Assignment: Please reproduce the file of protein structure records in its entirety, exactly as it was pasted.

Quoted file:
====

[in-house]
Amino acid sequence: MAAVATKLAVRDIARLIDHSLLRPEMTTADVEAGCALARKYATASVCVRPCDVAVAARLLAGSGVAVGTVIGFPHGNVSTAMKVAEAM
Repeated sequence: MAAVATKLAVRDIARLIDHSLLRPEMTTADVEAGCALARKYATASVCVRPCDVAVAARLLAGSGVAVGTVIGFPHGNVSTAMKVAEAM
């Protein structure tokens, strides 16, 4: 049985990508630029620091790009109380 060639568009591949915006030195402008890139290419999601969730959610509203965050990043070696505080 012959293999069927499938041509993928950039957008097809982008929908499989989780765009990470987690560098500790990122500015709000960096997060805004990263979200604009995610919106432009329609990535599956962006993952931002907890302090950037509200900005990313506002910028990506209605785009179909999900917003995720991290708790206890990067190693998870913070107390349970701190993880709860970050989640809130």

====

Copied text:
[in-house]
Amino acid sequence: MAAVATKLAVRDIARLIDHSLLRPEMTTADVEAGCALARKYATASVCVRPCDVAVAARLLAGSGVAVGTVIGFPHGNVSTAMKVAEAM
Repeated sequence: MAAVATKLAVRDIARLIDHSLLRPEMTTADVEAGCALARKYATASVCVRPCDVAVAARLLAGSGVAVGTVIGFPHGNVSTAMKVAEAM
């Protein structure tokens, strides 16, 4: 049985990508630029620091790009109380 060639568009591949915006030195402008890139290419999601969730959610509203965050990043070696505080 012959293999069927499938041509993928950039957008097809982008929908499989989780765009990470987690560098500790990122500015709000960096997060805004990263979200604009995610919106432009329609990535599956962006993952931002907890302090950037509200900005990313506002910028990506209605785009179909999900917003995720991290708790206890990067190693998870913070107390349970701190993880709860970050989640809130």